How to Succeed at Work-At-Home Without Even Trying

Working at home sounds like a cushy gig, and it can have its advantages, but it also has some pitfalls to avoid.  What follows are the things that have worked for me so far, and may help you when you’re just staring out at home.  Your mileage may vary, and please comment if you have some tips to share.  We’d all love to hear them.

Ritual
Ritual is an important part of being human:  The marriage ceremony, counting down New Year’s Eve, brushing and flossing, and getting ready to start your day.  Since you don’t have to commute, you might be able to get up a little later, but other than that, keep your morning rituals.  You’ll be dealing with enough changes at first, so any habit you can keep will be a touchstone to keep you on your game.  If you can be so boring with your schedule that Swiss watchmakers will take notice, do it.

Normalcy
This seems like a no-brainer, but don’t do anything you wouldn’t have done in the office.  Just because you can “multitask” and catch The Daily Show online while you work, it doesn’t mean you should.  And sure, you could satisfy that afternoon hankering for a bowl of chili since the kitchen is just feet away, or take an hour and a half lunch since you can make it up later.  Just remember, both the good and the bad habit can take root in just a few consecutive days of repetition, so be careful at first.

Fortress of Solitude
If you live with other people, it’s important to make sure they respect the sanctity of your office.  You couldn’t have your spouse or roommate dropping by your on-site office four times a day to chat, so it can’t happen at your home office either.  When you are in your office you practically need an On Air sign so that no one breaks your flow state.  Have a talk with everyone and explain that when the office door is closed, you’re unavailable.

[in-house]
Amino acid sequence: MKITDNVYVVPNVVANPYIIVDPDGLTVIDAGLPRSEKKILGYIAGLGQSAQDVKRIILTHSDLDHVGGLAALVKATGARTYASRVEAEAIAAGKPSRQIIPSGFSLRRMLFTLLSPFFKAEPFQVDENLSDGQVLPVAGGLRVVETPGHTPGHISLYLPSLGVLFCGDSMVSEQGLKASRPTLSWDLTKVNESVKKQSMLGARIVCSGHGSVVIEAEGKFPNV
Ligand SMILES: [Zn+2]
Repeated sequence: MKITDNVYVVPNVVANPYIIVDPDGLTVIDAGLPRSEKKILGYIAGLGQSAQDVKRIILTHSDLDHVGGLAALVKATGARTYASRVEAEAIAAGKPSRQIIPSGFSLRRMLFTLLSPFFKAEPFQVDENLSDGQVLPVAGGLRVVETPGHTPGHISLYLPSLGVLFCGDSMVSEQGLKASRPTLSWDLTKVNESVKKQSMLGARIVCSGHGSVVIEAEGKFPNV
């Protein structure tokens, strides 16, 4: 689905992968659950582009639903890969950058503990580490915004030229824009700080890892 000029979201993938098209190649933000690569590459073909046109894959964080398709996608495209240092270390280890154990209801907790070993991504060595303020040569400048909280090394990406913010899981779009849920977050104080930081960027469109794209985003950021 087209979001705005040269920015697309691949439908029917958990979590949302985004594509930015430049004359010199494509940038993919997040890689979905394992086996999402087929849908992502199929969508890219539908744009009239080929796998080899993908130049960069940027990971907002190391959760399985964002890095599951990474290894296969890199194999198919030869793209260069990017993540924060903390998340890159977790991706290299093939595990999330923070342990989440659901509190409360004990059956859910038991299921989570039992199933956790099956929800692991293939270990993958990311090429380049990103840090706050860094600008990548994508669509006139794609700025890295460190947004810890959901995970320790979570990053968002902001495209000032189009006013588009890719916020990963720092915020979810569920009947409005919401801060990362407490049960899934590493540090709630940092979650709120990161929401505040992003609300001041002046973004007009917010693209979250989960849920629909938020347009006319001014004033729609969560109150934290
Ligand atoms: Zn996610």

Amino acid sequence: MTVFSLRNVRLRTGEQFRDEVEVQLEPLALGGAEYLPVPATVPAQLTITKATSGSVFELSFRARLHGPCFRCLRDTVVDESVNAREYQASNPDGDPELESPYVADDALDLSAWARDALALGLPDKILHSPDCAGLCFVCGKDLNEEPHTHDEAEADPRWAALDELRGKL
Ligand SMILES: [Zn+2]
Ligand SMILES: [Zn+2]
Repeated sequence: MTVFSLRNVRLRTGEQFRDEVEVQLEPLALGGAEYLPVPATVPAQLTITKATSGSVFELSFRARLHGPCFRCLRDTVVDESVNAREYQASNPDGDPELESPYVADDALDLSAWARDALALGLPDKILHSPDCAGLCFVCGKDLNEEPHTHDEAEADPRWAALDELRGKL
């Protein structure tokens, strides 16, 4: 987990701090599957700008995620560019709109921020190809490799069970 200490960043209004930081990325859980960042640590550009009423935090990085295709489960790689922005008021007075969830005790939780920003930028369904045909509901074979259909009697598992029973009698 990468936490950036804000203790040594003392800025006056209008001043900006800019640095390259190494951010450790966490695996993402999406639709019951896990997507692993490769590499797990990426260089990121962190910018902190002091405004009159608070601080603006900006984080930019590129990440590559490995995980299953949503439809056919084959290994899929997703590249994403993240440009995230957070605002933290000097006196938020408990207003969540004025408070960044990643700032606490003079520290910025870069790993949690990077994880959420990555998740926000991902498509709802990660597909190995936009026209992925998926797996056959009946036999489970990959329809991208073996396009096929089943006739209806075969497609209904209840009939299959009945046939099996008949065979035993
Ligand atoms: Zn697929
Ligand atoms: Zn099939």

Cabin Fever
Working at home can be a Crusoean affair.  Now that I’m locked in the basement for eight hours a day, I find myself with more and more “urgent” errands to run on my lunch hour just to interact with the physical world outside. There’s just no substitute for face-to-face contact that you’ll end up craving, so have lunch with a friend or colleague when you can.  Attend local tech events and connect with the like-careered and like-minded.

Experiment
OK, so all that stuff I just said above, it was conditional.  It’s good advice when you’re just starting out, but once you’ve gotten yourself well established and are in the work-at-home grove, you should try little tweaks here and there to find efficiencies and/or to make things interesting.  Why not work half a day at the local coffee shop once in a while? Or maybe take a walk around the neighborhood when you need to get the creative juices flowing, or to shake off that mid-afternoon sluggish period.  If you’re a real wild man, you might do a beer-thirty on Friday, and sip a tasty beverage that last 30 minutes of the day to celebrate a week well done while you finish up.  You’ve got some interesting freedoms that can be explored for positive results.

What about you other basement and spare room dwellers?  What works for you?  Let us know in the comments below.

Comments

  1. BY Hazel Jarrett says:

    A great post… thank you.
    I’ve recently started to work from home and I’m still trying to get enough working hours in and keep motivation levels up. So many distractions aren’t helpful but not commuting and an extra 30 mins in bed are fabulous!

  2. BY Michelle says:

    Scheduled working hours and set work days really help me. I work from home part time. It helps to keep my overriding goals in mind when scheduling and working on projects.

Post a Comment

Your email address will not be published. Required fields are marked *

You may use these HTML tags and attributes: <a href="" title=""> <abbr title=""> <acronym title=""> <b> <blockquote cite=""> <cite> <code> <del datetime=""> <em> <i> <q cite=""> <strike> <strong>